(I’m not sure how many times I can write the same article, but there we are. Hopefully it’ll be a different few thousand people who read it this time. And the time before. And the time before that.)
So, I woke up this morning and had a rather pleasant few minutes checking out the twitter timelines of Rachel Reeves and Kate Green. Universal credit exposed as almost certainly on the scrapheap. PIP ridiculed with the excellent Labour soundbite that at the current rate, it will take 42 years to transfer everyone across from the old disability living allowance.
All good and it felt rather nice to be able to RT a few articles and snippets.
But why oh why haven’t I learnt? After 4 years, you’d think I’d got it by now. I’m not sure how many times I can say this, but clearly a few more. One thing is utterly certain. We have run out of time and I almost despair that I’m still having to say it 11 months before an election.
Labour will not win votes by being tougher than the Tories on welfare. Or rather, tough but not quite as tough as the Tories by a fag paper.
And specifically, they will not make any friends at all by being seen to hit a group that is already one of the hardest hit under the coalition. Young people don’t vote and as such, they’re an easy target. All of these policies hitting young people – Tory or Labour – rely on a halcyon idea of ever tolerant parents who will happily support their 18 – 21/25 year olds through failures of the state. Nice middle class families, who will heave a sigh and open their homes and their wallets to their offspring ad-infinitum. No right to a home of your own until you’re 35, no right to an income of your own until you’re 21. What part of our policy teams forget that all those nice middle class young people have nice middle class parents who vote?
And who is it that forgets that all of those Lib Dem voters so appalled by tuition fees who now say they will vote for us care very much how we appear on issues relating to young people? Aren’t they more important than a few hundred swing voters at best?
It seems almost pointless of me to explain here that the policy itself is actually nothing like it is portrayed in the Guardian. But yet again, Labour has sacrificed a not too bad policy on the altar of a tough headline. It now matters not one jot what the policy will actually do, the swing voters who might have voted Labour and cared one way or the other just heard “Tougher than the Tories on Young People’. The ones who would probably have voted Tory anyway, heard “Not quite as tough as the Tories”.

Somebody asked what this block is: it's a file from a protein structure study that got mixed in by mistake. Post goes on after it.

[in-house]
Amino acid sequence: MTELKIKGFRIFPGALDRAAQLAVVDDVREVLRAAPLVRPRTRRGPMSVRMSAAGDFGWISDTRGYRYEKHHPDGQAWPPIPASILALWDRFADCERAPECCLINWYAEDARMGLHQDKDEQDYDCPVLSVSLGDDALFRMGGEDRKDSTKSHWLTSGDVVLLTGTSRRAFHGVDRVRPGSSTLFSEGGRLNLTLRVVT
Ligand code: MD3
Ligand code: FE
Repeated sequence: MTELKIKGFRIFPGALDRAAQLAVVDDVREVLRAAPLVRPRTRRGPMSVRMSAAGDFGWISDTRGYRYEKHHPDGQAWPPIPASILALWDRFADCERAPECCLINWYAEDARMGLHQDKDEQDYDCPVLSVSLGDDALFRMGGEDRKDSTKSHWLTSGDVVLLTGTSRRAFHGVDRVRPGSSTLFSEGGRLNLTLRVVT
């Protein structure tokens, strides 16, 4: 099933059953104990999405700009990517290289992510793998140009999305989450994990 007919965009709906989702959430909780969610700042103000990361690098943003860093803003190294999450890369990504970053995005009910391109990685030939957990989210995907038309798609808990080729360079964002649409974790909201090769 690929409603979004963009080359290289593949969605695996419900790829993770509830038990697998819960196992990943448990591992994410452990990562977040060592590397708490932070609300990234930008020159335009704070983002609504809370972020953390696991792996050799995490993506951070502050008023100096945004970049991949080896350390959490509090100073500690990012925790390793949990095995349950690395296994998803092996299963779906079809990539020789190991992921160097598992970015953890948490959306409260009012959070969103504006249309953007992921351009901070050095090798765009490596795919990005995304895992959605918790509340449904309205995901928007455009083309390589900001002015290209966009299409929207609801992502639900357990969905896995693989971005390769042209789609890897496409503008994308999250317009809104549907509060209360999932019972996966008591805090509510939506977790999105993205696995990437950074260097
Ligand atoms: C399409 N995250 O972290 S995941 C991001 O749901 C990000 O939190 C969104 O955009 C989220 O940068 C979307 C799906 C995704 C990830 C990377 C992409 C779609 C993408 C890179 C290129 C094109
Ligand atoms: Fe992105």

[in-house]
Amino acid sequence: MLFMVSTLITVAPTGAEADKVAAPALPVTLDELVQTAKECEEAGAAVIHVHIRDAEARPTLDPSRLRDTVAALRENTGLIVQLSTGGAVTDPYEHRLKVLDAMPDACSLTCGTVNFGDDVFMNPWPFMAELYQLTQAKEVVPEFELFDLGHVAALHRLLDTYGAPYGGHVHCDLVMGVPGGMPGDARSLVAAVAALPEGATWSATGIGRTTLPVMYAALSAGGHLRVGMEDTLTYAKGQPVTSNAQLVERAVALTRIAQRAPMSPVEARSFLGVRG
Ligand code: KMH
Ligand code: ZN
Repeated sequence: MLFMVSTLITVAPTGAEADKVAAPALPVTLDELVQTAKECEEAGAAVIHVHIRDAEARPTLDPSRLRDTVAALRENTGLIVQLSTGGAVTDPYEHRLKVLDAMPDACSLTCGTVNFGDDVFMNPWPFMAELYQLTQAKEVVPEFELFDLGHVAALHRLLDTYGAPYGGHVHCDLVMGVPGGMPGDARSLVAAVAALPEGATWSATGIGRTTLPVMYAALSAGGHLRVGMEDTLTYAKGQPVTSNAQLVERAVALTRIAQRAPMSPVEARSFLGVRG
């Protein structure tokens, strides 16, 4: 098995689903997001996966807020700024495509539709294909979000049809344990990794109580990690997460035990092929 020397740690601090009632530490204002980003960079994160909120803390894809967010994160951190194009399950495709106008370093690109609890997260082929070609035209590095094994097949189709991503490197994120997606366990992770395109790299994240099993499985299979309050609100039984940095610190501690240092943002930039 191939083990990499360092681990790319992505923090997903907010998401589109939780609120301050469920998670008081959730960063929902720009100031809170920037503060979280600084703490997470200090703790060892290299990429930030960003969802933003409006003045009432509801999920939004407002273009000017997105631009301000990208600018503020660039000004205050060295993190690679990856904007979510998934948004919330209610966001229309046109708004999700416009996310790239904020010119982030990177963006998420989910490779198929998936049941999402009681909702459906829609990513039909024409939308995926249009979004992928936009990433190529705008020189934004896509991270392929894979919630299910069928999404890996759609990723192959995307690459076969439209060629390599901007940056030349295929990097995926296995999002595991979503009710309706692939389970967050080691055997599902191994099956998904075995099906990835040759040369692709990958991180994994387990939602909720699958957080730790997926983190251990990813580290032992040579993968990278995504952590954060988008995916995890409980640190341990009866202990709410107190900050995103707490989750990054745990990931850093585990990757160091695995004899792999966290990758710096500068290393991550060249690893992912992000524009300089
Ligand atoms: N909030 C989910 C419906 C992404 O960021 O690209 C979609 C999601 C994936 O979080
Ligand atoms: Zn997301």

(Actually, this is about boosting the education of those who have been failed – for whatever reasons – by the system. It’s about putting the tools in the hands of young people to get decent paid work.)
But this is the point I desperately want to make, the point I’ve been trying to get across to Labour for 6 long years:
If we do manage to win a majority in 2015, we will inherit the greatest social crisis of modern times. At the moment, the coalition control the media and Westminster and everything goes their way. If Labour take power, all of the true horrors of IDS failures will be exposed, and the picture is so horrific, there will be no willy-waving “considerably tougher than yow” play-offs.
We will have one choice and one choice only – we will have to roll up our sleeves and deal with the mess. I’m also almost bored of listing the current DWP chaos too, but…universal credit almost certainly scrapped already, PIP leaving 75% of disabled people in limbo with no decisions on their benefits, Atos work capability assessments ground to a halt with over 700,000 seriously ill people stuck in limbo too. (Not to mention the 700,000 more who lost everything when their contributory benefits were time limited to one year by the coalition.) The Work Programme is failing to support an incredible 99% of sick and disabled people into work.
Money is seeping from the DWP from everywhere. Billions and Billions and Billions of it. The ONLY way to hit them on welfare before now and the election is to keep pounding away at the chaos the DWP is in. That had been going well, as per the Reeves and Green tweets and articles of the last few days. There has been good coverage of the DWP/IDS chaos in the national press. They MUST start to prepare the ground for the clean-up operation they will need to do if they win.
What will work is making it clear that Labour are on the side of people. On the side of society. On the side of fairness. Show how your policies will improve lives, not how they might appeal to a Daily Mail readership who aren’t even the tiniest bit interested.
Do what Labour do best and announce policies that make a real difference to everyday lives, do your best for everyone – and not just the mirror image of yourselves.